Open enrollment starts Monday for thousands of area seniors and disabled residents who rely on Medicare prescription drug or managed-care plans to help pay for their medications and medical care.
Consumers have until Dec. 7 to enroll in the optional plans or switch coverage. Changes are effective Jan. 1.
The nearly 2 million Ohio residents covered by Medicare can select from among 33 Medicare prescription drug plans, also known as Medicare Part D plans.
Dozens of Medicare Advantage managed-care plans also are available that provide help paying for doctor visits, hospital stays and other medical services.
The Medicare Part D prescription drug plans are offered statewide; the Medicare Advantage managed-care plans vary county-by-county.
Both types of plans are available — but not required — for everyone covered by Medicare, the federal health insurance program for people 65 and older and some younger disabled Americans.
To avoid surprises come Jan. 1, everyone should carefully review notices from their plans about changes in 2013, said Francine Chuchanis, ombudsman supervisor for the Greater Akron/Canton Area Agency on Aging.
According to a recent survey by the nonprofit Kaiser Family Foundation, a third of seniors don’t review and compare their Medicare options annually.
“Nobody should be taking health-care costs for granted anymore,” Chuchanis said.
She estimates the average limit on out-of-pocket spending for enrollees is increasing from $3,778 this year to $4,307 in 2013 among the Medicare managed-care plans available in Summit County, even though premiums are relatively flat.
“For people who have high medical costs, they need to pay attention to that out-of-pocket maximum,” she said.
Officials with SummaCare, Summit County's largest Medicare managed-care provider, said although premiums are increasing for two of its three plans available in the county, some benefits are improving, such as lower out-of-pocket costs for hospital stays.
Consumers who sign up for Medicare prescription drug coverage need to make sure the drug store they use is considered a “preferred” pharmacy by the insurer to avoid higher drug costs, Chuchanis said.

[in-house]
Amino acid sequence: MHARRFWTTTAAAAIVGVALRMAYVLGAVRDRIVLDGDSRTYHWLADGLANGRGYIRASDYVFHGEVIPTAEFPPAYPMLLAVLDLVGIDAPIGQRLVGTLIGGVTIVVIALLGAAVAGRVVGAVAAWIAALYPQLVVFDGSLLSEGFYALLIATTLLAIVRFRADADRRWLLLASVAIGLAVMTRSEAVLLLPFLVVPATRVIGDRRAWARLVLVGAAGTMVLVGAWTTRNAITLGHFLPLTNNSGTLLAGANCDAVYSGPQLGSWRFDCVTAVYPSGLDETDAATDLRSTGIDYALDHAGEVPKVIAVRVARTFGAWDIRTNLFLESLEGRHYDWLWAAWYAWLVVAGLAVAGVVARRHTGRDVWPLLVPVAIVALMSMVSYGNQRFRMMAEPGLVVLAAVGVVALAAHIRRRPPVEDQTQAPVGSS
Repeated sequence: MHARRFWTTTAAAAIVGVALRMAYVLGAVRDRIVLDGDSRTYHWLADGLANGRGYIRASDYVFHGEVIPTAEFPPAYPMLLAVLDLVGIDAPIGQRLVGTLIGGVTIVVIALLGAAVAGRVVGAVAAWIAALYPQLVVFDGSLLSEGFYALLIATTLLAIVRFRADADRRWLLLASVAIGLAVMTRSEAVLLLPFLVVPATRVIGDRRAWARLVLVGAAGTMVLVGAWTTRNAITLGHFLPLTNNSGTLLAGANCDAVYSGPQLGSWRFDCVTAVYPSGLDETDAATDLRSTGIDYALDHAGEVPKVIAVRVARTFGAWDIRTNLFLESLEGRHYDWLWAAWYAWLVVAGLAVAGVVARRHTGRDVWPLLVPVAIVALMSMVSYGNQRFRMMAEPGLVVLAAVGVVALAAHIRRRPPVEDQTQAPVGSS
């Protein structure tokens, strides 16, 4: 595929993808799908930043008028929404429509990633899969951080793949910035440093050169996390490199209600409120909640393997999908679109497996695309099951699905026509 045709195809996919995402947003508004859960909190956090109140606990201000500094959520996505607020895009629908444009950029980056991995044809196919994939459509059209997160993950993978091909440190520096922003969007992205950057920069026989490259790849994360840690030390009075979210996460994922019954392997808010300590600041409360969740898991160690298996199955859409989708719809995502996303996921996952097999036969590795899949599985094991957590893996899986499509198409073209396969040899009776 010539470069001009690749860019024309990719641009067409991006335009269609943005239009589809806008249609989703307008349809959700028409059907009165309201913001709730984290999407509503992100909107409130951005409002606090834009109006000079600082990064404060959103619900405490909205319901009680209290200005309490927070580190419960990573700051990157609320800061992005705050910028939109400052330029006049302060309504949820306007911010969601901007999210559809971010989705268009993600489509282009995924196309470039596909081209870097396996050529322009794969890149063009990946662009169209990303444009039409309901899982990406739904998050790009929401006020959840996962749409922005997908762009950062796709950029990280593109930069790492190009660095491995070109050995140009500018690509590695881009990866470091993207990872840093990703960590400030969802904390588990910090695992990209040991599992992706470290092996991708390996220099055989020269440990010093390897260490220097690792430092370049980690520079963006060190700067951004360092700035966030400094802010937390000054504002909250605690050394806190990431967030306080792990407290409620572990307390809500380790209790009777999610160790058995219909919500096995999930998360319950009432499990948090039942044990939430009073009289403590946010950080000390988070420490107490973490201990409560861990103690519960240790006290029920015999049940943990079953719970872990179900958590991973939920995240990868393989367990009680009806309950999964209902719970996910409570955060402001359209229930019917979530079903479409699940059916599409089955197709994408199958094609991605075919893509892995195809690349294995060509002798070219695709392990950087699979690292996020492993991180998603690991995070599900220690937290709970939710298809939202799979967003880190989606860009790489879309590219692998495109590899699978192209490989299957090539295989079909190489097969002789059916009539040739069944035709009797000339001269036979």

In addition, enrollees should review plan details to determine whether co-pays, co-insurance and covered drugs (known as the formulary) are changing.
Rating system ranks plans
The Medicare program is taking more aggressive steps to encourage consumers to pick plans that rank higher on a 5-star quality rating system, said John Hammarlund, administrator for the Centers for Medicare and Medicaid Services (CMS) region that includes Ohio.
The rating system considers patient experience and complaints, as well as drug pricing and patient safety for the prescription drug plans and efforts to manage chronic illnesses and promote preventive care for the managed-care plans, Hammarlund said.
If a plan has earned fewer than three stars on the quality-rating system for three consecutive years, consumers won’t be able to sign up for the plan online through Medicare’s website (www.medicare.gov). Instead, they will need to call the plan to enroll.
The Medicare program also is notifying everyone enrolled in a “low-performing” plan about the designation and encouraging them to review other options, Hammarlund said.
To encourage enrollment in high-performing plans, the federal government is allowing consumers to switch to a plan with a 5-star quality rating once at any time during the year. Typically, enrollees can only move to different plans during the open enrollment period, except in some special circumstances.
“In all cases,” Hammarlund said, “we want to make sure the plans are the highest quality possible.”
Kaiser Permanente’s Medicare managed-care plans in Summit County earned the top 5-star rating. A Medicare managed-care offering from WellCare was ranked as low-performing. None of the Medicare Part D drug plans in Ohio earned five stars or rated as consistently low-performing.
Enrollees in a majority of plans will face a gap in coverage that could force them to pay for thousands of dollars worth of medicine on their own before more comprehensive coverage begins. However, the federal health-care reform law is slowly shrinking the so-called “doughnut hole” in the coming years until it disappears in 2020.
Enrollees will get a 52.2 percent discount on brand-name drugs and 21 percent on generic drugs during the gap in coverage in 2013 — an improvement from 50 percent off brand names and 14 percent off generics this year.
The federal government contracts with private insurance companies to provide drug coverage to Medicare recipients who sign up for the plans. Everyone but the poorest enrollees pay a portion of the monthly premium; the government picks up the rest.
Retirees who get their coverage from a former employer or union should have received a notice indicating whether their plan is considered “creditable coverage,” or at least as good as Medicare Part D plans. Anyone who loses creditable coverage can sign up for a Medicare prescription drug plan within 63 days after losing coverage without paying a late-enrollment penalty.
Cheryl Powell can be reached at 330-996-3902 or firstname.lastname@example.org. Follow Powell on Twitter at twitter.com/abjcherylpowell.